It’s a microcosm of nature on a plate: on a plateau of wood sits a bucolic scattering of wild grasses, soil made from charcoal and moss elementally recreated from chlorophyll taken from spinach, alongside a bamboo cup containing the essence of cedar and oak.This mesmerizing creation, a signature dish fusing tradition with innovation by world-famed chef Yoshihiro Narisawa, is one of countless gastronomical delights which visitors to Tokyo can currently enjoy across the capital—in surroundings that are as safe as they are atmospheric.Tokyo is nirvana for foodies, with a world-famous culinary scene celebrated for being as cutting edge and high quality as it is sensitively seasonal. And reassuringly for food-lovers, pandemic safety measures are now executed as superlatively as the food served up on plates (or, in this instance, wood) in the city’s top restaurants.Luxury restaurants have been quick to embrace innovations to keep their culinary creations alive and their venues safe—from reduced tables and staggered dining to the most stringent of hygiene measures for guests and staff alike.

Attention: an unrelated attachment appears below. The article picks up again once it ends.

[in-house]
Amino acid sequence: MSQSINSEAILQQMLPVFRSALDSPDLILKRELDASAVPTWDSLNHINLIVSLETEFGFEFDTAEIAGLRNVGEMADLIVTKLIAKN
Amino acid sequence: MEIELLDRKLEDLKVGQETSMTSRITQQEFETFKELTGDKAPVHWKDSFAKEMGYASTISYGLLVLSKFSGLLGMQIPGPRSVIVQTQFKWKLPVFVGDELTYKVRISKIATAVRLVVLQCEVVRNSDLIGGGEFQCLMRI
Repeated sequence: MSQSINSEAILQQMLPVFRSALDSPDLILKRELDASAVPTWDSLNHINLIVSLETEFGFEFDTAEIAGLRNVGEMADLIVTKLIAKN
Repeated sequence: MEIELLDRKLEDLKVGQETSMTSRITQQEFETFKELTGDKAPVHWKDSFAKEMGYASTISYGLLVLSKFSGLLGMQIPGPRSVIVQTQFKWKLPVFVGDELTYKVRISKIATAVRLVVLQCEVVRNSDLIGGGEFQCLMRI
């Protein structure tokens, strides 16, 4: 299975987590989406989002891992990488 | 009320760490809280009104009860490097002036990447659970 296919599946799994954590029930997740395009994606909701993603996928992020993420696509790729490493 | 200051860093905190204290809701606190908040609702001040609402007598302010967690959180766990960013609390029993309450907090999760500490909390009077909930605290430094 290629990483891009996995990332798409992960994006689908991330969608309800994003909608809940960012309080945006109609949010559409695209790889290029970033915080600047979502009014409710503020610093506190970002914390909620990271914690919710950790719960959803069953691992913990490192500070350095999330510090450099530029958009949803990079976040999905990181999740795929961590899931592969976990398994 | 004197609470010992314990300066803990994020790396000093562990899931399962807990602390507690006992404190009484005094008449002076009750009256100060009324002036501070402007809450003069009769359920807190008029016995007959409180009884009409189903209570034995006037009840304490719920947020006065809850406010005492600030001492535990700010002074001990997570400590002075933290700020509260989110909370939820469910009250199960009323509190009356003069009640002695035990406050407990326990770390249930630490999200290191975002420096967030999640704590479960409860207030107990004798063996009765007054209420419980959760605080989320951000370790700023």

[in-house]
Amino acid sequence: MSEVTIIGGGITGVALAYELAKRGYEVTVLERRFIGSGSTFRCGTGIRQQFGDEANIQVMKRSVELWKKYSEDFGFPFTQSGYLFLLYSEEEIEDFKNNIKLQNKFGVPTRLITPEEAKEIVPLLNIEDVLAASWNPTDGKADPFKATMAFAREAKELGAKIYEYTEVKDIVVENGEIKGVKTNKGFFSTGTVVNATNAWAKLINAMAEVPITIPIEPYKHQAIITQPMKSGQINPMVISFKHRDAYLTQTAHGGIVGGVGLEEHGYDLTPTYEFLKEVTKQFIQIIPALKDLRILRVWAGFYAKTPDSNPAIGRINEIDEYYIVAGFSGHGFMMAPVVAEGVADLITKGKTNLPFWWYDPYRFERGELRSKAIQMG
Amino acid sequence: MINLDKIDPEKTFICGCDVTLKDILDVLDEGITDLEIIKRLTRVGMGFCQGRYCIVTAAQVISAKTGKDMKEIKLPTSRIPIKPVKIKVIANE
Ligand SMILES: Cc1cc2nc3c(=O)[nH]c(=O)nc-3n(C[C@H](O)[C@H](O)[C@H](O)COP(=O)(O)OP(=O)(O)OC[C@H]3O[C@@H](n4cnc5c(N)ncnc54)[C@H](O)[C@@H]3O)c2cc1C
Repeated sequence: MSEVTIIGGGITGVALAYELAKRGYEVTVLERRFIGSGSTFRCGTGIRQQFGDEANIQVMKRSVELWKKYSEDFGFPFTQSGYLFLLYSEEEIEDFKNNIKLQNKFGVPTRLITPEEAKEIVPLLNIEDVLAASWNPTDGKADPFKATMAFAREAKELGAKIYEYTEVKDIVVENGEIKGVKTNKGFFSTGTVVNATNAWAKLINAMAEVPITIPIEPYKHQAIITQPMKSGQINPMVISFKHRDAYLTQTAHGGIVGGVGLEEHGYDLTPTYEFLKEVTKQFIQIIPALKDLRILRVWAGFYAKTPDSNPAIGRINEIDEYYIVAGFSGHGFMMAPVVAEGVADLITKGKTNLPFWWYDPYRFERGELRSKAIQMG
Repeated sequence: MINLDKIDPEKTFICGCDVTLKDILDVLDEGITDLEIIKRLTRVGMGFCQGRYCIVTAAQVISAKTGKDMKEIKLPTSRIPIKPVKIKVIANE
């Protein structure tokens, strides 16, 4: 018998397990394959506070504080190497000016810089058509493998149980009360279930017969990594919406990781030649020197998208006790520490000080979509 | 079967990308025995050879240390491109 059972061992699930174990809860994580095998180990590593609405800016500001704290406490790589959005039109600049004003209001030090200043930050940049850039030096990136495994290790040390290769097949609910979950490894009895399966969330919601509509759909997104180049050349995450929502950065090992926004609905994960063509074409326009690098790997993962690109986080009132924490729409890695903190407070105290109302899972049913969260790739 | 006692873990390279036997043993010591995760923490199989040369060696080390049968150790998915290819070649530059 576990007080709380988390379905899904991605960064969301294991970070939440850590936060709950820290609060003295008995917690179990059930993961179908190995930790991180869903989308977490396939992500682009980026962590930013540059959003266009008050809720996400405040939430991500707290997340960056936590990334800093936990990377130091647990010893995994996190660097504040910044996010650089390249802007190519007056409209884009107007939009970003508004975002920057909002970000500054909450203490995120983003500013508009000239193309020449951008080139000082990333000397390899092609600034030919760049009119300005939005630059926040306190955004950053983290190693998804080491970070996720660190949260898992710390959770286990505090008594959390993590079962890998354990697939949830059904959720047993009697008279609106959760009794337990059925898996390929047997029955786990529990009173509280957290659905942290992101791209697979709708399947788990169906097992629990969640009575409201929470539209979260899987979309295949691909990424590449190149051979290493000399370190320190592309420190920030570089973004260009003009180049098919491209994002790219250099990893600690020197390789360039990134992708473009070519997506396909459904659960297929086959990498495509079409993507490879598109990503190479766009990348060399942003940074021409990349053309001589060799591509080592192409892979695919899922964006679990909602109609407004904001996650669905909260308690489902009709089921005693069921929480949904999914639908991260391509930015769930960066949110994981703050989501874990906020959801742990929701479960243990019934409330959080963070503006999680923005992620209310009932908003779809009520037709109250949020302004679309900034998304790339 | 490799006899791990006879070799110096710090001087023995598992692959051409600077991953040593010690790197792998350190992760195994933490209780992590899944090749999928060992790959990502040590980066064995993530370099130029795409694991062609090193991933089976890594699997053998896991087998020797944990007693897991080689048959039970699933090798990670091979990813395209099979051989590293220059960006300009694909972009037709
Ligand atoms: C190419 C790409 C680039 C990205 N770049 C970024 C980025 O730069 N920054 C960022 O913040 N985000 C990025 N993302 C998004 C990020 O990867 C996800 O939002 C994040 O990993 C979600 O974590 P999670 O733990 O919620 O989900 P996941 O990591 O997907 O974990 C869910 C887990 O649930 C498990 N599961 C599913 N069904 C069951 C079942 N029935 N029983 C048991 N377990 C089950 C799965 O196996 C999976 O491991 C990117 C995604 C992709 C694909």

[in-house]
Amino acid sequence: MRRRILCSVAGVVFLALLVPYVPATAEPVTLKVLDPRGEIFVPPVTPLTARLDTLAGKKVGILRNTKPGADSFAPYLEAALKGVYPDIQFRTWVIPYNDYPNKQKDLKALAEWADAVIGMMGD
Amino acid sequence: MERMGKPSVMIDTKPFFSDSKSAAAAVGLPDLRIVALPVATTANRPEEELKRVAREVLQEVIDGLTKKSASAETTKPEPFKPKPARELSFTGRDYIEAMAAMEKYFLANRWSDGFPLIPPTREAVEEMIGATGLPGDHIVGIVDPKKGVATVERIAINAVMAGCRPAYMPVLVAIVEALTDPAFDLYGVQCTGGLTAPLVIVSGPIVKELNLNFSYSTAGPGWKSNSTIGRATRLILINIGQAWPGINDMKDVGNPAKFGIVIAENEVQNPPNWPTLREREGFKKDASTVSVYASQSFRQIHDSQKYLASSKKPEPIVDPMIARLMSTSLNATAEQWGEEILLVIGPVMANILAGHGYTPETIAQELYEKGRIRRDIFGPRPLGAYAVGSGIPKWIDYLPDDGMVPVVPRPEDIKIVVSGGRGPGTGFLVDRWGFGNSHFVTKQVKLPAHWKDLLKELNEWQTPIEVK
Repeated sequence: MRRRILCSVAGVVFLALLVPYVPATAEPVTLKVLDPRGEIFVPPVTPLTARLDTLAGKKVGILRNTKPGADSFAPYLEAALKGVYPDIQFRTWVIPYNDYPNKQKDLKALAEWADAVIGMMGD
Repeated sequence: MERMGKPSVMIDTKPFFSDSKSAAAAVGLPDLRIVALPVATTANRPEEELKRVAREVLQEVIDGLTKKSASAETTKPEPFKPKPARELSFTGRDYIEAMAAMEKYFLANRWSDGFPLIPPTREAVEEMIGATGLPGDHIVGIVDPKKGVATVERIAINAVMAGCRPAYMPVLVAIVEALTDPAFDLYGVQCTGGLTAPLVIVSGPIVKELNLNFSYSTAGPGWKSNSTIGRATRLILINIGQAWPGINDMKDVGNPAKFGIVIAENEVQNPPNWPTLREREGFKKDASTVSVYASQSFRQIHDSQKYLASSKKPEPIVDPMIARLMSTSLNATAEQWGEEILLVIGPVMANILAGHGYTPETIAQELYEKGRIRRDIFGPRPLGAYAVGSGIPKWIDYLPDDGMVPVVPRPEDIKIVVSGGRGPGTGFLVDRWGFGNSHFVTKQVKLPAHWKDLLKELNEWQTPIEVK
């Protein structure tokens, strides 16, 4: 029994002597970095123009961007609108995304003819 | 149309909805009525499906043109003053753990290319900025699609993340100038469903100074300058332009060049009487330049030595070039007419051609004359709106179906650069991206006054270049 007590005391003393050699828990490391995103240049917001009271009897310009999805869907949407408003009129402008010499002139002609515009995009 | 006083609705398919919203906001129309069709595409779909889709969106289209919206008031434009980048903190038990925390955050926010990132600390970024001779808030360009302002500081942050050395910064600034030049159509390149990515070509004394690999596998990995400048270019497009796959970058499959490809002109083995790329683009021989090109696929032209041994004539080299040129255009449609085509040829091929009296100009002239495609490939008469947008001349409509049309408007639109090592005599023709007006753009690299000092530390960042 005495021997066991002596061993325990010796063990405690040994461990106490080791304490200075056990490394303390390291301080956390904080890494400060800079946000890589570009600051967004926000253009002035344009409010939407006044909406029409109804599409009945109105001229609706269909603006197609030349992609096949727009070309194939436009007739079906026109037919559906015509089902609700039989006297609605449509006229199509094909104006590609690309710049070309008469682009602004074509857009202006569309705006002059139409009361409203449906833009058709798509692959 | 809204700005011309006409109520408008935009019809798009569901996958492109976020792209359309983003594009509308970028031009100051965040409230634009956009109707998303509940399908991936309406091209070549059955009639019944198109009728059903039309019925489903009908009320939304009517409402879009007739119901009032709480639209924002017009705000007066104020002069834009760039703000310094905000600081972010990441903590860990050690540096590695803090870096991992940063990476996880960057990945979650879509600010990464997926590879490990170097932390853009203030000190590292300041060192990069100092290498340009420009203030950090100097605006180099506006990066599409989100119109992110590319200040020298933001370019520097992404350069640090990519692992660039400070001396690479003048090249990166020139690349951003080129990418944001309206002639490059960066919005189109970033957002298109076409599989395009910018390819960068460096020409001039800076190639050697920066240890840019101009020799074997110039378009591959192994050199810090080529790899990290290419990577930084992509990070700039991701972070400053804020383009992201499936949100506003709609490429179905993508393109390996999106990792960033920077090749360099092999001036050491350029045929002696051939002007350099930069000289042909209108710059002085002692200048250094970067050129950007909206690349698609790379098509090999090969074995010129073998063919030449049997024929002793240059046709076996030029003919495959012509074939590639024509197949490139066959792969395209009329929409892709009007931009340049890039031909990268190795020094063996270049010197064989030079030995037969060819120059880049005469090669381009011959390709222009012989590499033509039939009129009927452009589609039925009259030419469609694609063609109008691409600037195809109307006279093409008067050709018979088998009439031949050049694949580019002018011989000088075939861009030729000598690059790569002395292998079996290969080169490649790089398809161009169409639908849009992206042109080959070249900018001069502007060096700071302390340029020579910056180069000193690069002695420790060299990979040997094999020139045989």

Narisawa, a chef deeply inspired by Japan’s traditional rural landscape of forests, mountains and seas, is no exception. At his sleek eponymously-named restaurant in Aoyama—a regular figure on World’s Best Restaurant lists—Satoyama Scenery is one of a number of Narisawa’s signature creations, fusing tradition with innovation, which have been served to guests throughout the pandemic (others range from Bread of the Forest, which rises by candlelight; to Gion Festival, with petal-strewn eggplant evoking Kyoto’s famous summer celebration).For all his artistic gastronomy, Narisawa’s cuisine is rooted in Japan’s respect for the seasons and a timeless passion for sustainability; he sources food directly from 200-plus producers across the country, from a Kamo eggplant harvested in Kyoto for just one month a year to Okinawan sea snake from southern subtropical waters.